What do new recycling rules mean for you and your council?
An EU directive could mean we are all forced to sort out our recycling before it is collected.
Some councils allow people to throw all recyclable waste in one bag or wheelie bin before taking it away to separates the material.
Toby Mason, from BBC Wales political unit, explains what lies behind the changes and what it will mean for you.
How likely is it that councils which operate a mixed single bag (or co-mingled) recycling system will have to change?
At this stage, very likely. The European Commission has issued a directive which is binding on member states and local authorities within them that they must move to separate kerbside sorting methods - which are already in place in several council areas in Wales such as Newport, Bridgend and Gwynedd.
Councils operating co-mingled systems, such as Cardiff, Ceredigion and Monmouthshire, could face severe consequences if they were deemed to have breached the EU directive by continuing their current system beyond its start date.
When is that start date?
The directive says the separate collection policy must be in place by 1 January 2015. This means that a huge amount of preparation will be needed if councils which currently operate co-mingled collections are to put the necessary infrastructure in place to implement separate collections.
What happens if they are found to have breached the directive?
The EU could fine both the member state and potentially the council. Groups such as the Campaign for Real Recycling could also take court action against those councils independently to try and prove they are breaking the law. In addition, the Welsh government says that it would be unable to pay any waste management grants to councils who are deemed not to be complying with the EU directive - which would be a big financial hit.
Are there any ways around the new rules for councils?
At present, there are two potential clauses which councils could look to if they wanted to continue the current system. The directive says that they could continue mixed collections if they can prove that it is technically, economically or environmentally impractical to move to a separate collection system, or that the output from the co-mingled system is of a similar quality to that from a separate collections.
Experts say Welsh councils would struggle to make this argument, since many of them already operate successful separate collection systems, which would seem to negate the first clause, while they say that the quality of material produced from co-mingled collections is of a demonstrably lower quality than from single collections.
Why have the new rules been brought in?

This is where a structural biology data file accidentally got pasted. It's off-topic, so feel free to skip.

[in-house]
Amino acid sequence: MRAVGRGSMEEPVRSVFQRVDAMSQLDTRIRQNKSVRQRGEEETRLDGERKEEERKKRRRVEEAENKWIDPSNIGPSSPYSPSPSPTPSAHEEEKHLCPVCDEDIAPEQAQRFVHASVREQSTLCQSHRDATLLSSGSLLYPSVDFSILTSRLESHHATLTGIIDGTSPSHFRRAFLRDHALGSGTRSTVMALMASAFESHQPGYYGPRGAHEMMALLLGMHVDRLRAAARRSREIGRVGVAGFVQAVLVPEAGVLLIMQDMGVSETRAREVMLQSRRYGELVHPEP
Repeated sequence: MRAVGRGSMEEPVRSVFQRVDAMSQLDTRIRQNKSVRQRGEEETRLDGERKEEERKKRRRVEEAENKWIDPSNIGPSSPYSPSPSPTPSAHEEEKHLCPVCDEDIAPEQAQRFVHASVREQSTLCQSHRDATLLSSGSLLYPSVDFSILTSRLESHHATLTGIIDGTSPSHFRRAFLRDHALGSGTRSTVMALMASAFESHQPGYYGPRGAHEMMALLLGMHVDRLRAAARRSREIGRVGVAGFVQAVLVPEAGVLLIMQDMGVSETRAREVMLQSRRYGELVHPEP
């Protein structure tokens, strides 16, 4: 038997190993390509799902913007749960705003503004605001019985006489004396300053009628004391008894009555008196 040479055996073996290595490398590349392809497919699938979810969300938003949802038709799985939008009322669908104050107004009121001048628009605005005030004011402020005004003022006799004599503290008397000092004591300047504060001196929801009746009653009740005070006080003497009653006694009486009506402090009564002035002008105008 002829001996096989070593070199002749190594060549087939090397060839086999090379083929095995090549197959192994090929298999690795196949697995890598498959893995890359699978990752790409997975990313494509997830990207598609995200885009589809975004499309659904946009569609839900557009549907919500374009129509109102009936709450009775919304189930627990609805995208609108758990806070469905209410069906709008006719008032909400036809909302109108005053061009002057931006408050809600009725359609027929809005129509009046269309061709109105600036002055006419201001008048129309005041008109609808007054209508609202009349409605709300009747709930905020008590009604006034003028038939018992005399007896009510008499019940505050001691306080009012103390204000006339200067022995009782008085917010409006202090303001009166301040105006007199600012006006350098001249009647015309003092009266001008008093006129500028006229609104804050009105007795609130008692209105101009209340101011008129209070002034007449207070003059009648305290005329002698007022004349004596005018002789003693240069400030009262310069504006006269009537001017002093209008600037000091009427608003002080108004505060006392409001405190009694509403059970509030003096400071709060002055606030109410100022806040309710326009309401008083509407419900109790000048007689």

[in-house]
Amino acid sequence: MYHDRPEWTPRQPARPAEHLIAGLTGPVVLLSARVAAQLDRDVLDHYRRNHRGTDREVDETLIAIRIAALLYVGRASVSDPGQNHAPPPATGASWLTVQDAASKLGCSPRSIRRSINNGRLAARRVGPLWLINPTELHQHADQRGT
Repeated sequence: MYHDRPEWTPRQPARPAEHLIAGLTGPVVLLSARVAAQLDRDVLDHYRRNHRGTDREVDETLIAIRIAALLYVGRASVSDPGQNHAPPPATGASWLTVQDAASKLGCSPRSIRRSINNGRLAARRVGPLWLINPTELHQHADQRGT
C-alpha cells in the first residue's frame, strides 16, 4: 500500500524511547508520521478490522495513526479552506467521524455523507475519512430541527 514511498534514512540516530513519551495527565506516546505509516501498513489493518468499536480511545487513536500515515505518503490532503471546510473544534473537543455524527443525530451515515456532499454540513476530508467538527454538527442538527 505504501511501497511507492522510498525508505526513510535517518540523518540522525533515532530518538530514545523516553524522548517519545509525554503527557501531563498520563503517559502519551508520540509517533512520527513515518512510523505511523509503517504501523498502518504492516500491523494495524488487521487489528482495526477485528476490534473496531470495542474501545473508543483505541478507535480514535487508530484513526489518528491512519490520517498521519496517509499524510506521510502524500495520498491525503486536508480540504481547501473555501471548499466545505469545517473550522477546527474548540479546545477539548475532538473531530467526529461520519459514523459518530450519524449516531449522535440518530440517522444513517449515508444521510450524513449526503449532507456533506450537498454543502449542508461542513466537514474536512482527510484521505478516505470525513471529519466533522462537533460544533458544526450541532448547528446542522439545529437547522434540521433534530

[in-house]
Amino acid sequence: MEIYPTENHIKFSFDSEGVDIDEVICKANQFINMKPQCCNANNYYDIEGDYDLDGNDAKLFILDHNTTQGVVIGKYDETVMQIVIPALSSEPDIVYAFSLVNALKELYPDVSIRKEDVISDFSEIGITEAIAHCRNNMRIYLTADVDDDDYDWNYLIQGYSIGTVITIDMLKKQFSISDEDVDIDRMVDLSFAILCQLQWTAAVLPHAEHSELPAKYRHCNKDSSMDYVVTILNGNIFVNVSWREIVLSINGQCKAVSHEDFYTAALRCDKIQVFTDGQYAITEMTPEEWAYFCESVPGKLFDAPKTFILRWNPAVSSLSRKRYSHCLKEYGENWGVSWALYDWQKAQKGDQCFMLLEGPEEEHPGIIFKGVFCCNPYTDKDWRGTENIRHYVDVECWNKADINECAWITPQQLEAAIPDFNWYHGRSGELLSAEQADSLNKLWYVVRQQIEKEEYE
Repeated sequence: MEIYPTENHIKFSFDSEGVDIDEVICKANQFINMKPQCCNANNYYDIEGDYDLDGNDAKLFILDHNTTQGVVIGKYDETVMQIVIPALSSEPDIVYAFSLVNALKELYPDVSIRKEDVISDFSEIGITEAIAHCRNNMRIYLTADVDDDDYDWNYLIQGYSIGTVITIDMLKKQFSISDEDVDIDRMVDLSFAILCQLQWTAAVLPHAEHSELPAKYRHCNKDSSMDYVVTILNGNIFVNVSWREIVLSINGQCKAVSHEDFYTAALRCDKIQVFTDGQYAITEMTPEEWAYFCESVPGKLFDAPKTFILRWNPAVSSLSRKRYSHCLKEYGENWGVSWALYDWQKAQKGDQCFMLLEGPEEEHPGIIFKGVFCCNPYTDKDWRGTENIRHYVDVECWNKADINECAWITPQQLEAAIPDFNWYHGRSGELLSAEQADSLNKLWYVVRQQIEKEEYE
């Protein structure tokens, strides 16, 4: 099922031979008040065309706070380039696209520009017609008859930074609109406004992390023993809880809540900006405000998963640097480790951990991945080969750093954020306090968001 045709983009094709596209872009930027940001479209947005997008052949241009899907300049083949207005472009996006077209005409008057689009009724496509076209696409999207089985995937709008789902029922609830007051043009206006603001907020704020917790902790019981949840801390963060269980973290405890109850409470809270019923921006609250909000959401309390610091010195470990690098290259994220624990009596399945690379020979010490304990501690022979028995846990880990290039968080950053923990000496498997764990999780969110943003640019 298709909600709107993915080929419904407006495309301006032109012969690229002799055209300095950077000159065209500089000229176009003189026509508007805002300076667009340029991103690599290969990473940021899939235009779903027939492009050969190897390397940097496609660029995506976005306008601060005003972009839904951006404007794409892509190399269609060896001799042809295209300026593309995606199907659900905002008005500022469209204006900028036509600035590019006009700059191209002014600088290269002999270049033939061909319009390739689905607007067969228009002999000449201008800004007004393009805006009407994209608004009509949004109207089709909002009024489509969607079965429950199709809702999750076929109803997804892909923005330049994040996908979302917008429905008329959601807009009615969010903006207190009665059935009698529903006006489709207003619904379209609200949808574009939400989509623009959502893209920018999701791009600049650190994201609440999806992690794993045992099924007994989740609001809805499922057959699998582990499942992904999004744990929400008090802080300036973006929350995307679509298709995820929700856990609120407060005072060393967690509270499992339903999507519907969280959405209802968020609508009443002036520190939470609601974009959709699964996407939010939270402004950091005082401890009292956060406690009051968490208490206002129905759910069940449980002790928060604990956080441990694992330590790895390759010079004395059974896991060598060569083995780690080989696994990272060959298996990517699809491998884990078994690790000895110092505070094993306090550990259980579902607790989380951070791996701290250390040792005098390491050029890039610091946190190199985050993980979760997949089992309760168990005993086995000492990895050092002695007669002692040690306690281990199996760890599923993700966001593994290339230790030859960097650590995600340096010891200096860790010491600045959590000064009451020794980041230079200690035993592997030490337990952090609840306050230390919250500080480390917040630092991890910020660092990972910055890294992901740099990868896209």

The Commission is keen to raise the quality of the the material which is sent for recycling. Although many councils have invested millions in what are called Materials Recovery Facilities or MRFs - which are designed to sort the co-mingled waste into different batches of plastics, glass, cans, paper and so on in order for it to be sent on to be recycled.
There is huge pressure from recycling companies to stop this and move to separate collections. They warn the output from this (called "feedstock" in the industry) is sometimes of an inferior quality, meaning that it cannot be recycled anywhere in the EU and either ends up being exported elsewhere in the world or sent to landfill.
Where does the Welsh government stand on this?
Environment Minister John Griffiths has set clear and stretching targets for councils on how much they should recycle: 70% of waste by 2025. They have a long standing policy in favour of kerbside collections, but have chosen not to impose this on all 22 councils, preferring to let them decide.
However, the EU directive may well mean that by 2015 this will happen by default. The Welsh Local Government Association's policy is that since councils have the responsibility for meeting the targets, they should also have the responsibility for deciding which system they wish to operate.
How much could it cost councils if they have to change?
There's no financial estimate at this stage, but the costs of new equipment and processes could be substantial. Those councils which have spent millions on MRFs would also see that investment rendered redundant.
One option being canvassed within local government is that some councils could try for an opt-out from the start date of 2015 on the grounds of how much it would cost to end existing long-term contracts early - but this would have to be approved by the Commission - and could end up being tested in court.